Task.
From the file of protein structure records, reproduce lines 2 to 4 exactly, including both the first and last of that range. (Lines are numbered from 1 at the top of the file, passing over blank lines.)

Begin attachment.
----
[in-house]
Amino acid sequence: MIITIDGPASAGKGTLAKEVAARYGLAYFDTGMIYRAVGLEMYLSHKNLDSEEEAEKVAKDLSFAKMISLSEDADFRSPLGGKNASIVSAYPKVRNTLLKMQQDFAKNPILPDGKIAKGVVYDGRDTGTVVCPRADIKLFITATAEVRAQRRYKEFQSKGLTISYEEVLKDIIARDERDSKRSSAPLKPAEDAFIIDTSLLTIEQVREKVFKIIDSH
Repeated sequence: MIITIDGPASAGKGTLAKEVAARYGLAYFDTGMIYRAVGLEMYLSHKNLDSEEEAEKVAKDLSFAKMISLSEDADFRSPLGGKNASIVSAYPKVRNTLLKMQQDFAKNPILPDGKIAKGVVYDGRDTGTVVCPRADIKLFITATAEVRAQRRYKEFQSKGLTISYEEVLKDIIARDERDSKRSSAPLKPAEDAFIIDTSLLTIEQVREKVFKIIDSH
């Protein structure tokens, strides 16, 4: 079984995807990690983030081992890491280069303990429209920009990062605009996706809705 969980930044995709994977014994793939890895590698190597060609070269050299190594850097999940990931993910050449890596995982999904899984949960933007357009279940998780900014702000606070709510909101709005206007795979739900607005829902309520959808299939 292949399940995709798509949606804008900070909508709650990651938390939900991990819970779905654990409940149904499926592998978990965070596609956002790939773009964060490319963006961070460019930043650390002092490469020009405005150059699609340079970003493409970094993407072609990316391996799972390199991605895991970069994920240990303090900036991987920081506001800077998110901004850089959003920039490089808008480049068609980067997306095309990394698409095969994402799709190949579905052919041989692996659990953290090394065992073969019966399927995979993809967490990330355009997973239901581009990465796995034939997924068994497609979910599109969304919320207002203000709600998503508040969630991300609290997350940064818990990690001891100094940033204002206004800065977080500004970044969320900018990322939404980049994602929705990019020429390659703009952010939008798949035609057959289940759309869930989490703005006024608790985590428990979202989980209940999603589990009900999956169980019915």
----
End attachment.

Amino acid sequence: MIITIDGPASAGKGTLAKEVAARYGLAYFDTGMIYRAVGLEMYLSHKNLDSEEEAEKVAKDLSFAKMISLSEDADFRSPLGGKNASIVSAYPKVRNTLLKMQQDFAKNPILPDGKIAKGVVYDGRDTGTVVCPRADIKLFITATAEVRAQRRYKEFQSKGLTISYEEVLKDIIARDERDSKRSSAPLKPAEDAFIIDTSLLTIEQVREKVFKIIDSH
Repeated sequence: MIITIDGPASAGKGTLAKEVAARYGLAYFDTGMIYRAVGLEMYLSHKNLDSEEEAEKVAKDLSFAKMISLSEDADFRSPLGGKNASIVSAYPKVRNTLLKMQQDFAKNPILPDGKIAKGVVYDGRDTGTVVCPRADIKLFITATAEVRAQRRYKEFQSKGLTISYEEVLKDIIARDERDSKRSSAPLKPAEDAFIIDTSLLTIEQVREKVFKIIDSH
């Protein structure tokens, strides 16, 4: 079984995807990690983030081992890491280069303990429209920009990062605009996706809705 969980930044995709994977014994793939890895590698190597060609070269050299190594850097999940990931993910050449890596995982999904899984949960933007357009279940998780900014702000606070709510909101709005206007795979739900607005829902309520959808299939 292949399940995709798509949606804008900070909508709650990651938390939900991990819970779905654990409940149904499926592998978990965070596609956002790939773009964060490319963006961070460019930043650390002092490469020009405005150059699609340079970003493409970094993407072609990316391996799972390199991605895991970069994920240990303090900036991987920081506001800077998110901004850089959003920039490089808008480049068609980067997306095309990394698409095969994402799709190949579905052919041989692996659990953290090394065992073969019966399927995979993809967490990330355009997973239901581009990465796995034939997924068994497609979910599109969304919320207002203000709600998503508040969630991300609290997350940064818990990690001891100094940033204002206004800065977080500004970044969320900018990322939404980049994602929705990019020429390659703009952010939008798949035609057959289940759309869930989490703005006024608790985590428990979202989980209940999603589990009900999956169980019915």